The Coen Brothers deliver another rich and dark comedy about a man losing touch with his world. It’s not laugh out loud funny, but there are consistent chuckles throughout.
Larry Gopnik (Michael Stuhlbarg) is not a loser, but he can’t figure out why his kids could care less him, why his wife wants to leave him, why his gun happy neighbor hates him and why god has forsaken him. He’s a man of science but even proofed mathematical equations don’t seem to help him much either. He frequently has to ask “what’s going on?”
Set in a Jewish community in 1967 suburbia (possibly Minneapolis), Larry tries to reconcile his problems by talking to a series of Rabbis, who don’t seem to provide the answers he needs. They try to explain that “stuff “ sometimes just happens.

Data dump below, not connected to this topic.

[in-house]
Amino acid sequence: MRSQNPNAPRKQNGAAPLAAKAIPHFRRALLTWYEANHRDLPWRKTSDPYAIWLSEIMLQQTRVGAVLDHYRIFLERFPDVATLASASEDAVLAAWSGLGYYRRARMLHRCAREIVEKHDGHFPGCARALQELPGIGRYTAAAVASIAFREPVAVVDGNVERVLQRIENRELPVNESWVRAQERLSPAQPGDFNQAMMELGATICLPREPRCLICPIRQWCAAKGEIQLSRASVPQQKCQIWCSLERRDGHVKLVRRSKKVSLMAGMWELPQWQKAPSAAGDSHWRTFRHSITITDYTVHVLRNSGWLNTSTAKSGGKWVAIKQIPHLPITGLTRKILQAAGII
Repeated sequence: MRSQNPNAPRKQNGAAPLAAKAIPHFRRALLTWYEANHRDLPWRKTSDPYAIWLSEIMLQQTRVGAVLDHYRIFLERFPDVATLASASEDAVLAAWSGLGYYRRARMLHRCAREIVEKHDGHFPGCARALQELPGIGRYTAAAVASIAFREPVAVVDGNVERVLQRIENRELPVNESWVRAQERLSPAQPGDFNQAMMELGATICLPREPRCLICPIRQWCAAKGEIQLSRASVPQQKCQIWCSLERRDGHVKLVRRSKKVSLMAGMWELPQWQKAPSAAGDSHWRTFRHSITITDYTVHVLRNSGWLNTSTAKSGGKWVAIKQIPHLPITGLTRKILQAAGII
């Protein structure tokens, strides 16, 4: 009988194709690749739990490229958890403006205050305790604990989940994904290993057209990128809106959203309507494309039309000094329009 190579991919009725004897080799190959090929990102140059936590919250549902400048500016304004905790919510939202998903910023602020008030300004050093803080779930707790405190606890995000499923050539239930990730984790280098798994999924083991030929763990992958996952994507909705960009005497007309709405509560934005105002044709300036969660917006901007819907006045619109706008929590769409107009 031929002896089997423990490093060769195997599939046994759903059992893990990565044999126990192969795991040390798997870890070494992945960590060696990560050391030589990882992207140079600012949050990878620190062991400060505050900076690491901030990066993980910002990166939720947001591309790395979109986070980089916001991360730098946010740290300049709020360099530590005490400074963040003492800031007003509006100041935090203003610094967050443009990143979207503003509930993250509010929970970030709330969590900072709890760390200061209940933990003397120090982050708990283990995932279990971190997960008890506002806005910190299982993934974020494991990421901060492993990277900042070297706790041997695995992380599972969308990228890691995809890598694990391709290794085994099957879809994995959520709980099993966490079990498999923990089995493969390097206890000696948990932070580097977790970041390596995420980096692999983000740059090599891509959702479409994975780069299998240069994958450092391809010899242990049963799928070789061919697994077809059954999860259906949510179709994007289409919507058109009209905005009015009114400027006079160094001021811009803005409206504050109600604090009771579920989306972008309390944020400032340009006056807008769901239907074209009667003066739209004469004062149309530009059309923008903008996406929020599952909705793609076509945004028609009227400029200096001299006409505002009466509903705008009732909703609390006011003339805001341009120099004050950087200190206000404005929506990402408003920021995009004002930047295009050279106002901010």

I do get the feeling that the Coen Brothers really wanted to make a film like this because it touches on the silly nuances of life. I get the feeling they personally know people similar to the ones we see on the screen. It’s a treat, because you get the feeling you’re watching some well polished and defined performances.
It may not be their greatest accomplishments, but I would be surprised if this doesn’t show up in the best movie category at the Oscars.